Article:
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Feng Shui: The Ultimate Guide to Designing Your Desk for Success

Want to be more productive at work? How about happier or more creative? All it takes is a little Feng Shui (for your desk)!
Feng Shui: The Ultimate Guide to Designing Your Desk for Success
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Feng Shui (pronounced fung shway) is the ancient Chinese practice of arranging physical objects to attract positive energy. It’s based on the idea that everything in a person’s surrounding environment affects his or her inner life. Feng Shui practitioners believe that the placement of objects in a room, building, or other space will affect the flow of chi (life force or essential energy) within the space. If there’s good chi flowing, whoever’s in the space will get a boost of positive energy. Pretty sweet, right?

According to Feng Shui expert RD Chin, people often turn to the practice if “they don’t feel right or comfortable in their space.” Perhaps nowhere is this more relevant than in the workspace — painful chairs, bad lighting, and a boss breathing down our necks hardly promote feelings of comfort. That’s where Feng Shui comes in. If you’re looking to feel a little more “at home” even while at work, or just want to send some good vibes your way on the job (promotion, anyone?), read on to find out how to use Feng Shui on your desk!

Is Chi for Me?

While there are few to no scientific findings that look at the effectiveness of Feng Shui directly (just, you know, thousands of years of Chinese tradition), some new research backs up the practice’s basic principles. One study suggests that getting more organized can improve time management, which helps boost productivity at work [1]. Recent psychology research also found that adding natural elements — such as sunlight, green plants, and physical movement — to the workplace can boost employee health, happiness, and productivity [2]. How’s that for some positive energy?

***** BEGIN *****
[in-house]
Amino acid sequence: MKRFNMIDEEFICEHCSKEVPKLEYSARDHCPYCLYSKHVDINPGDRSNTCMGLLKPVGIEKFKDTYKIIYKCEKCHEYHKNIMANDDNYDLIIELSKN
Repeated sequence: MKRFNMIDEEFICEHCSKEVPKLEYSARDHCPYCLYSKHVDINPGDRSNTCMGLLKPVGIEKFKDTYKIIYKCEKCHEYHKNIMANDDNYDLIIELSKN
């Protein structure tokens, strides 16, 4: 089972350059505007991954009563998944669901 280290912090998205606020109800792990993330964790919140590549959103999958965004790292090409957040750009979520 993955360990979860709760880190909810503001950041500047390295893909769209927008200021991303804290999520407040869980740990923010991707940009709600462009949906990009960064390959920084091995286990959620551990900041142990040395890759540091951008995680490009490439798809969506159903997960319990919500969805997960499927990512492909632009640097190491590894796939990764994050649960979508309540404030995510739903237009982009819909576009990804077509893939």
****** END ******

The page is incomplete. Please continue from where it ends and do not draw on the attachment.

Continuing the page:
So how is Feng Shui different from just getting organized or decorating better? We went to Feng Shui expert Laura Cerrano of Feng Shui Manhattan to find out. Her reply? “It goes beyond just decorating because Feng Shui has a psychological component to the principles. Your surroundings have a deep and profound impact on your emotional, mental, physical, and spiritual well-being.” Since the daily nine-to-five makes up a big part of the day, improving the chi in the workspace will help you out at work and in the rest of your life.

Getting Started — How to Feng Shui Your Desk

One of the basic tools for a Feng Shui practitioner is the Bagua Map. It’s a nine-part grid depicting the different areas of a space (home, desk, office, what have you) and how they correspond to different areas of life. Think of it as a general blueprint for any Feng Shui endeavor. To let the positive energy flow, follow the basic guidelines below.

Orient Your Desk

If possible, place your desk directly opposite the front door of your office. If you don’t have a private office, then try to orient your desk to face the main door. Cerrano calls this a “commanding position.” If your boss isn’t willing to accept furniture rearrangement in the name of chi, Cerrano says that arranging a small mirror on your desk to reflect the office’s entrance is the next best thing. “According to the principles of Feng Shui, this arrangement offers protection and symbolizes you seeing opportunities as they come to you during your career,” Cerrano says. In other words, you have to be able to see opportunities in order to seize them.

Make Room for Creativity

Once you have a full view of any incoming opportunities, it’s time to tackle the desks surface. Chances are, there’s a bit of clutter, which Cerrano defines as “anything unfinished, unresolved, tolerated, or disorganized.” Clear the clutter and organize things in a way that suits your work style and personal preferences. Cerrano suggests organizing by date or category, using colored binders if that appeals to you. Getting organized can boost productivity, while clearing clutter can provide a space that allows creativity to flow [1].

Desk for Success

Now comes the fun part: arranging your desk to promote the flow of positive energy.